An NTNU research team found that children with ADHD who exercised twice a week performed better at a common test of self-control.
A group of Taiwanese researchers has established a link between routine physical activity and improved self-control for children with attention deficit hyperactivity disorder (ADHD), expressing hope that exercise might one day replace medication for the common childhood behavioral disorder.
The research team said people with ADHD have relatively lower levels of dopamine, a chemical messenger in the brain that regulates behavior, mood and concentration, leaving many dependent on dopamine-boosting drugs to improve their capabilities.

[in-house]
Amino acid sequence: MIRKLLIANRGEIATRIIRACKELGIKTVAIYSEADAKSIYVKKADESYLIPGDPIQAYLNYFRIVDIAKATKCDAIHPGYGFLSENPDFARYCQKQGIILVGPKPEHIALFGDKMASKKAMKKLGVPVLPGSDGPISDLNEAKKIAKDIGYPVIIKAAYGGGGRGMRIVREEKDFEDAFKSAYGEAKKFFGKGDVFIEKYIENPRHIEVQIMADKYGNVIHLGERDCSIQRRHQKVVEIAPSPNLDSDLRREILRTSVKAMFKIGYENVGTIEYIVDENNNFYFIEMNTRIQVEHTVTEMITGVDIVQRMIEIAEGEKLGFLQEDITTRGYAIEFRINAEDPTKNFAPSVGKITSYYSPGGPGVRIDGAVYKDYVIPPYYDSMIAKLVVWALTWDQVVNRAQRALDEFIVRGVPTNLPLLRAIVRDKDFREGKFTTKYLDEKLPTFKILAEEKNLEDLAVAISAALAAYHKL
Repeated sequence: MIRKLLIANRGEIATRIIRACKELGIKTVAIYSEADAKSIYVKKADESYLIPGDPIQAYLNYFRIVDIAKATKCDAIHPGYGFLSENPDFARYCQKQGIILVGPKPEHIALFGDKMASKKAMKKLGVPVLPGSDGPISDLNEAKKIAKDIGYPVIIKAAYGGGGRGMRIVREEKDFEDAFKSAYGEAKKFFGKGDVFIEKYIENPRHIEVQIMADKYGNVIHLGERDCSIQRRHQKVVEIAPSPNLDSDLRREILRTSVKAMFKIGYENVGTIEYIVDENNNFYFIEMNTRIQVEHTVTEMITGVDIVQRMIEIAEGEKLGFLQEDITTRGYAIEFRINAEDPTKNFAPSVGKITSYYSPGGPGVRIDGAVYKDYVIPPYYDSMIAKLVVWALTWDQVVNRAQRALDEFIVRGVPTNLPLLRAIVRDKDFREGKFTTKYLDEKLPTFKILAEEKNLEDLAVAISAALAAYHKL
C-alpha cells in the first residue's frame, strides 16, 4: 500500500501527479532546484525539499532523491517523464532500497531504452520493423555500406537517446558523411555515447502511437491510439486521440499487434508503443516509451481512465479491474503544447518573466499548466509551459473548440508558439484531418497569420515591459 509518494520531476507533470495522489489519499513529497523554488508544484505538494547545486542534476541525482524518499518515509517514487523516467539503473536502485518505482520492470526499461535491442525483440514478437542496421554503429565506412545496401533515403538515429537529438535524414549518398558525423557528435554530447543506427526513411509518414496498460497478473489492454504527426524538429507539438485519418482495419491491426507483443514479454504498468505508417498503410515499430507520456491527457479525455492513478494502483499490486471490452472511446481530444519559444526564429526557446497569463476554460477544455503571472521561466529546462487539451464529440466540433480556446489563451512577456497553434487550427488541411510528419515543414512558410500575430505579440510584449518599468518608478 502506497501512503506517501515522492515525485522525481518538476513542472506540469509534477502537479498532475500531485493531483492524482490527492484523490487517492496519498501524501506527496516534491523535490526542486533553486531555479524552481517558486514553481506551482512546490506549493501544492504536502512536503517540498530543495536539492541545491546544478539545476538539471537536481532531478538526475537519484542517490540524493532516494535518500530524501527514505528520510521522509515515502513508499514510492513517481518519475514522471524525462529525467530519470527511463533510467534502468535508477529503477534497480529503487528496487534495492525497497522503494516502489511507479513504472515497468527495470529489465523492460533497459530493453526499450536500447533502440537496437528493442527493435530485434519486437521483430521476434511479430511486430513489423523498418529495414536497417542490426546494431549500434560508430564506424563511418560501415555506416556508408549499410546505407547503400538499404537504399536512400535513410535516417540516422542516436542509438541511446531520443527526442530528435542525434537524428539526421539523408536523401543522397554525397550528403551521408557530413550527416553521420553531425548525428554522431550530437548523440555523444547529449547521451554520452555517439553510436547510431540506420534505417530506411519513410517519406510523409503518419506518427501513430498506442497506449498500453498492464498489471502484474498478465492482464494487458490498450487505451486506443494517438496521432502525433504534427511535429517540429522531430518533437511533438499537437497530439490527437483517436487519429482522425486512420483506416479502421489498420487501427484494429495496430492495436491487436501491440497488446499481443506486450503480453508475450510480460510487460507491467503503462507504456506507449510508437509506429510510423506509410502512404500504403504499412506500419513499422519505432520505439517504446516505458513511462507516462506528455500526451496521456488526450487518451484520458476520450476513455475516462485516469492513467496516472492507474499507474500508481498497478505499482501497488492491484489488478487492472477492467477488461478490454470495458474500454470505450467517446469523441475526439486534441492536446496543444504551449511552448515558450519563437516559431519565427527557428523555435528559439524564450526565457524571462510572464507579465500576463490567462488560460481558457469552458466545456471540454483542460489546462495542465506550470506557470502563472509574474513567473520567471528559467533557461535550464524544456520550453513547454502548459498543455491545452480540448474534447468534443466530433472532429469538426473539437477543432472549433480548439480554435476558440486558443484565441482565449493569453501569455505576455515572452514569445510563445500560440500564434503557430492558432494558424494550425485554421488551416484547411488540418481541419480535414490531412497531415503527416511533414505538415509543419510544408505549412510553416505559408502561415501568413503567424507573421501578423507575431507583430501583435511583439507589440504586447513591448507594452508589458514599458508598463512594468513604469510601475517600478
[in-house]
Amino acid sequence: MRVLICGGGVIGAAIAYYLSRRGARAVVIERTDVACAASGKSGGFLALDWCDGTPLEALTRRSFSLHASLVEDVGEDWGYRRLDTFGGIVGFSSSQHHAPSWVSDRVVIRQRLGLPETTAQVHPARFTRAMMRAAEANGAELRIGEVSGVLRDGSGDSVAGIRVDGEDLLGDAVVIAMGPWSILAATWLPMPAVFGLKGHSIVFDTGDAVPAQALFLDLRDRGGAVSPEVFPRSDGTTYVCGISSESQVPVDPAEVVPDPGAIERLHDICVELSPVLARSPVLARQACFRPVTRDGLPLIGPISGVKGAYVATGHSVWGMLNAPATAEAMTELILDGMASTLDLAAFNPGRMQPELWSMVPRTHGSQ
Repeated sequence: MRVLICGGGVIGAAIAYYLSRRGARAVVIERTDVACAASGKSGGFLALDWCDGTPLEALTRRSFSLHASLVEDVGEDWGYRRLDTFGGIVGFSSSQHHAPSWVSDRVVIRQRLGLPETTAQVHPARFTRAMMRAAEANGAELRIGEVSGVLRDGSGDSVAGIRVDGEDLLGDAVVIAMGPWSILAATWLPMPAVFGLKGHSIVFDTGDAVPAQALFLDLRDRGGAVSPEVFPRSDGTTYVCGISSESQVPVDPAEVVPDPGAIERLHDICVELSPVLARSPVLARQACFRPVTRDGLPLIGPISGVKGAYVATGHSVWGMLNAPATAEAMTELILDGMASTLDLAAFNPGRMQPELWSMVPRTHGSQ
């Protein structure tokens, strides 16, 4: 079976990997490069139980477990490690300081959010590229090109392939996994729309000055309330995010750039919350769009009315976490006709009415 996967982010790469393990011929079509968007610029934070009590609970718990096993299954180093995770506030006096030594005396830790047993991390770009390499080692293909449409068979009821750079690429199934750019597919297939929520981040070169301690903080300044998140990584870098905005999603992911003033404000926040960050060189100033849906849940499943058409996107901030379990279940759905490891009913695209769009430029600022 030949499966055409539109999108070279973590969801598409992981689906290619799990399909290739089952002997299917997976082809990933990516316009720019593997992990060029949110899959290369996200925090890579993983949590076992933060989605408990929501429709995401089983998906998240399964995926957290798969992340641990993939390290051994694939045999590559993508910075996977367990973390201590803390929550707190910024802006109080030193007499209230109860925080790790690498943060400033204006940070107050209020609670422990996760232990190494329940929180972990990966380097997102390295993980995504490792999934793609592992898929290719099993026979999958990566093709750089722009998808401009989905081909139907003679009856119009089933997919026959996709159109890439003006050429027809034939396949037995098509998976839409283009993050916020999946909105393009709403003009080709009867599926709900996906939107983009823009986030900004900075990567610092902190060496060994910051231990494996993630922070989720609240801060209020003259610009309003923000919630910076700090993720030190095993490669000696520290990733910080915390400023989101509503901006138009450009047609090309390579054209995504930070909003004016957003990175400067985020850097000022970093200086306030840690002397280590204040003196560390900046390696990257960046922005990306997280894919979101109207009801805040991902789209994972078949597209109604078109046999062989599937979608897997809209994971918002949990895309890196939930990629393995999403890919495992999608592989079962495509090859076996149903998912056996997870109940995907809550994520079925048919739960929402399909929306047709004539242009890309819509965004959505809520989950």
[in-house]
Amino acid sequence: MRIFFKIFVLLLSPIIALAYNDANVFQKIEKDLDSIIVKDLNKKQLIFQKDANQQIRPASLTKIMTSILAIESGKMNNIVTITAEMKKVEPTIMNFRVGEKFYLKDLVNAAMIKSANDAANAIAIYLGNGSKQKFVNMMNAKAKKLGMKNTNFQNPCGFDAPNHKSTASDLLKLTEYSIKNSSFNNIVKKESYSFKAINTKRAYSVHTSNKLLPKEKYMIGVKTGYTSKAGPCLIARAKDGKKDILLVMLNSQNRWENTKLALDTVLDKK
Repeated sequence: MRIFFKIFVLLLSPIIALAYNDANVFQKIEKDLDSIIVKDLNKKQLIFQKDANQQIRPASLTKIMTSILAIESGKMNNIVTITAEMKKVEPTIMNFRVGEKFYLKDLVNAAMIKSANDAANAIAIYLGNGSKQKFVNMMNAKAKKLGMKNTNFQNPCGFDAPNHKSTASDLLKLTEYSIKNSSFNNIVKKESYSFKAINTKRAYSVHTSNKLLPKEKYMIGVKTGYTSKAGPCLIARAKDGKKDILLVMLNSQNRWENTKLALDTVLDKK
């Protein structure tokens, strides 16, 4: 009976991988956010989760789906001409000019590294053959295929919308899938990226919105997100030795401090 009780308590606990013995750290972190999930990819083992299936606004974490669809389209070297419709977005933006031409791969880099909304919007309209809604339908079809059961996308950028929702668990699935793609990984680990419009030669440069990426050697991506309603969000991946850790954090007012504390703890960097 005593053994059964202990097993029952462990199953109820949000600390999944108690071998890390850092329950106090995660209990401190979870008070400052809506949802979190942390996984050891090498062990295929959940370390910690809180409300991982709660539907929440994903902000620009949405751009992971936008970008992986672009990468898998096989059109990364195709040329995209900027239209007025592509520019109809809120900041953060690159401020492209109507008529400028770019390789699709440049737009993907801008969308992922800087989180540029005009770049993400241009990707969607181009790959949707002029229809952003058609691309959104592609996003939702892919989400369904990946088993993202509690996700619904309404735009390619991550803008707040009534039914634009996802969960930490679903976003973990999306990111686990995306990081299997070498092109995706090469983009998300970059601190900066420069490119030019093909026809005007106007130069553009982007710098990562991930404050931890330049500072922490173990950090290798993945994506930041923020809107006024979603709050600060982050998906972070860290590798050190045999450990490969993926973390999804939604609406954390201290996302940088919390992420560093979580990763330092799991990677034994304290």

Exercise has been proven to help spark dopamine production. So, the research team advises the parents of children with ADHD to make exercise — such as rope jumping and jogging —part of their kids’ daily routine, as physical exertion could provide a calming effect and help improve the youths concentration.